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While surfing through nodal space, I came across on E2 the nick Teiresias, which jogged a memory far removed from either the myth or the scribe of the same name. Years ago I heard a comic opera by Francis Poulenc (1899-1963) entitled Les Mammelles de Tirésias, which can be translated exactly as Tirésias' Tits. It was staged in Paris in the last days of WWII in 1947, I believe. (No, I wasn't there!)

I don't remember much of the plot, possibly because it was so surrealistic but I do recall the scene that gave the opera it's name. If memory serves, the woman has decided to become a man; she opens her bodice to release her tits which float upward. While puffing a cigar, she praises the beauty of her mammary glands and tells how they have driven men crazy. She closes the aria with an equivalent of, "enough of these aerodynamics" and bursts both tits with the lit cigar.

Another moment I recall is when the husband of the woman who has become a man, begins to create babies using thought power with catastropic results. The chorus of squalling babies is deafening. Finally, the most haunting musical passage I recall is when two men argue about where they are. One says Zanzibar and the other claims it's Paris.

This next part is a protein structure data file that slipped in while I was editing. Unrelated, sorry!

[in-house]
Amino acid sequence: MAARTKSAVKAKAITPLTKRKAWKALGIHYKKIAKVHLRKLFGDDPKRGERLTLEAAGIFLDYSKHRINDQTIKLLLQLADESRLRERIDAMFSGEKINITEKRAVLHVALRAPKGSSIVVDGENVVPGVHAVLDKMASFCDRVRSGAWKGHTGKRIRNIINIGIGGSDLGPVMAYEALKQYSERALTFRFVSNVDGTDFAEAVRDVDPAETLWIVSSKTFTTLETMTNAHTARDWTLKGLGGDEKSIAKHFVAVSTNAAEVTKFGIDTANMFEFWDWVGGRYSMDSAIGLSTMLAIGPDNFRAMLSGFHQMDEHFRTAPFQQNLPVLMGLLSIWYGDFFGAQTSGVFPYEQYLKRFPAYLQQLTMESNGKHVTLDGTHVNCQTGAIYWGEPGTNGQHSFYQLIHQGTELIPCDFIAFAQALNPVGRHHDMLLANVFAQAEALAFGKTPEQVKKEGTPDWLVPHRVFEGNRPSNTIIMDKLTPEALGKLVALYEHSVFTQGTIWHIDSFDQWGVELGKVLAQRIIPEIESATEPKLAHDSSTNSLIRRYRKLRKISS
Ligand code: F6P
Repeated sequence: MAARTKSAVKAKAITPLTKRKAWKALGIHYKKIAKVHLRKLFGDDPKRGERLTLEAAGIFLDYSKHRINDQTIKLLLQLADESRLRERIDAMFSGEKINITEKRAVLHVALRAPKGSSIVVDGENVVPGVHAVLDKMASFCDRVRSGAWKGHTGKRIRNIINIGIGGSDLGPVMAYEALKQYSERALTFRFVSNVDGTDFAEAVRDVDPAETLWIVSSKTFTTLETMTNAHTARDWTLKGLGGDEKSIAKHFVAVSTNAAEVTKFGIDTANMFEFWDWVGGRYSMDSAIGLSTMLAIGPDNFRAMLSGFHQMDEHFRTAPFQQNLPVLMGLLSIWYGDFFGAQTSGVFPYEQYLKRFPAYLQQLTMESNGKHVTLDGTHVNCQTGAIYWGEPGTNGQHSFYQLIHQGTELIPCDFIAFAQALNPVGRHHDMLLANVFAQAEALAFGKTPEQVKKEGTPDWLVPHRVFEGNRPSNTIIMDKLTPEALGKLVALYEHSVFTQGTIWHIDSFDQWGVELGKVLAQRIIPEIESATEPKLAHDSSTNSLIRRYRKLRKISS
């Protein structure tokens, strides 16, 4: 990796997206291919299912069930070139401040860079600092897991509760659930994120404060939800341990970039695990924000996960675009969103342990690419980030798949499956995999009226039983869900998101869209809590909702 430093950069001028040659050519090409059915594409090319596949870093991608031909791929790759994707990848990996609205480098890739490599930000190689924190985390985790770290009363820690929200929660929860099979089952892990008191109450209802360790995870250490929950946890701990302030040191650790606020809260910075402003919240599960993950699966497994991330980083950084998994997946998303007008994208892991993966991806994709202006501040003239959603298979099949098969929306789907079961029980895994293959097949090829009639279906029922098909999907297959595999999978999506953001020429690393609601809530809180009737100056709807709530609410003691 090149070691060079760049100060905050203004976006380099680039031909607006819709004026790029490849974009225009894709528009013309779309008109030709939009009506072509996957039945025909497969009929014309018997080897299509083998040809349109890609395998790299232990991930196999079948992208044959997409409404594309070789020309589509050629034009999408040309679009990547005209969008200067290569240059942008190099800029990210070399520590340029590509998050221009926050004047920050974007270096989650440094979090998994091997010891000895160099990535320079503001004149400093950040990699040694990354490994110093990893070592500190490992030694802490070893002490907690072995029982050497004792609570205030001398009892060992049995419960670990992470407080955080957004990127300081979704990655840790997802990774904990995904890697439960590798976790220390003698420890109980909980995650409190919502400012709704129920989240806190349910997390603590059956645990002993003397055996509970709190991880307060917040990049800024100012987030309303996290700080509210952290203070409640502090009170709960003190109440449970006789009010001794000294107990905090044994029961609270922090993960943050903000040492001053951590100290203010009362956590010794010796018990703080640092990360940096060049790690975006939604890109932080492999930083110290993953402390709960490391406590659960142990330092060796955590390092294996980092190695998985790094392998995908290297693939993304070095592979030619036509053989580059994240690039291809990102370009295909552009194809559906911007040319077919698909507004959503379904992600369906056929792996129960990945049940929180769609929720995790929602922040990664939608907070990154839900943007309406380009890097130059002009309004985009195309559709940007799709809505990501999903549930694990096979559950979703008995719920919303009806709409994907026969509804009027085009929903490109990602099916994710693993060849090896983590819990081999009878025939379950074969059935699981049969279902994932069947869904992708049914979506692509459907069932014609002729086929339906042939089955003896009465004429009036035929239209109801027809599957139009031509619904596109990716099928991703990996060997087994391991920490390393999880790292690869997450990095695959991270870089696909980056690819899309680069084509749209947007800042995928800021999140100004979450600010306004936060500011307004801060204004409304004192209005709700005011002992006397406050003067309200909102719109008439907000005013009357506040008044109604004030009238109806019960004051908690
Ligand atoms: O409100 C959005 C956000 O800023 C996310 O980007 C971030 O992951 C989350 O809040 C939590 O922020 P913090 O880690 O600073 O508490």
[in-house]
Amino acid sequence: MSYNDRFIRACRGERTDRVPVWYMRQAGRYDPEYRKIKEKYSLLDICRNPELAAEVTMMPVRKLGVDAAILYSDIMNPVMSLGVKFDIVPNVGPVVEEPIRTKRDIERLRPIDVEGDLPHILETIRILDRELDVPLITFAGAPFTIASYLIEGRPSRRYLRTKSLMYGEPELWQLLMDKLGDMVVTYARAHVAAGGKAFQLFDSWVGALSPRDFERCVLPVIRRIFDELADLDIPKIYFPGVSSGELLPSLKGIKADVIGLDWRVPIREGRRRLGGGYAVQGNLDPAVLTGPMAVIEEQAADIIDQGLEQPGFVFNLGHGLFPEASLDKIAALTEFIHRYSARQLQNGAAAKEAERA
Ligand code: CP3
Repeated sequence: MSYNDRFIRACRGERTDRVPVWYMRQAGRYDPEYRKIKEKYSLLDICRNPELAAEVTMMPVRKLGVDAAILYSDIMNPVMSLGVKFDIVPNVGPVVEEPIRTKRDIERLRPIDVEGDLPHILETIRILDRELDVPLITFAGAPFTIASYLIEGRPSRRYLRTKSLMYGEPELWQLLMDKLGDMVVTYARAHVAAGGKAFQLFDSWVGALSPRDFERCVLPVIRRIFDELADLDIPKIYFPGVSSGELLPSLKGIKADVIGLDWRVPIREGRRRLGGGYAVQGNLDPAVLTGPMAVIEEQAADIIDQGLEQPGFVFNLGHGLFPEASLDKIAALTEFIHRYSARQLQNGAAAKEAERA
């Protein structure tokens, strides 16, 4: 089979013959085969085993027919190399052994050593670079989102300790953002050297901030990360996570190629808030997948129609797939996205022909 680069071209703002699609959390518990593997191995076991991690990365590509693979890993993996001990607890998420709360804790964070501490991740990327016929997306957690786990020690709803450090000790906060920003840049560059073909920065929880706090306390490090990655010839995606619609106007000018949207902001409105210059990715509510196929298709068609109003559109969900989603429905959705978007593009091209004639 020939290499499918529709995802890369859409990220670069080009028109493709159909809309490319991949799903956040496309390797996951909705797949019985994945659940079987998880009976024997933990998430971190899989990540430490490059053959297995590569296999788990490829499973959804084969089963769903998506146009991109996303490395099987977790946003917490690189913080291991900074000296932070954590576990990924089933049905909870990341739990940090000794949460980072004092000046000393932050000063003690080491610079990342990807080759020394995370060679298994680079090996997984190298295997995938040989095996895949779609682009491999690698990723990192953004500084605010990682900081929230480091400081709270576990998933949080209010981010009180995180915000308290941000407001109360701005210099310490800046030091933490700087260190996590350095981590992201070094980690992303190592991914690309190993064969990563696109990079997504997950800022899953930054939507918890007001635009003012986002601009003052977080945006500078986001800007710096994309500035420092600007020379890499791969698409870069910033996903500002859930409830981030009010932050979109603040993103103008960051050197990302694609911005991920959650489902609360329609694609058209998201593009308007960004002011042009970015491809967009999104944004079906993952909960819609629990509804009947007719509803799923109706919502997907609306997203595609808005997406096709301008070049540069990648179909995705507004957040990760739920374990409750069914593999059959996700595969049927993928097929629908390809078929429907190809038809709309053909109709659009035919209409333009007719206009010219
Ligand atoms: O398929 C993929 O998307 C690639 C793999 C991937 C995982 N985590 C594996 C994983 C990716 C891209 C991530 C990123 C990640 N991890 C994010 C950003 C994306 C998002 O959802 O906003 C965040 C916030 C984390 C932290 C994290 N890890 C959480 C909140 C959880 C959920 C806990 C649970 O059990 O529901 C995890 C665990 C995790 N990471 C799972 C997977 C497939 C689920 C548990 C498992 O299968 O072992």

Thanks, Teiresias, for the memory!

Les Mammelles de Tirésias, normally translated as The Breasts of Tiresias, is a play by the French poet Guillaume Apollinaire written during the First World War. It is perhaps most famous on account of Apollinaire's introduction, in which he coins the phrase Surrealism.

The play was indeed set in Zanzibar, and contains much of the action stepnwolf describes above. The character Therese decides to become a man, releases her breasts, and becomes known as Tiresias. The play is heavily influenced by Alfred Jarry's Ubu Plays, and in turn influenced future Surrealist and dada theatre, including Antonin Artaud's The Jet of Blood.

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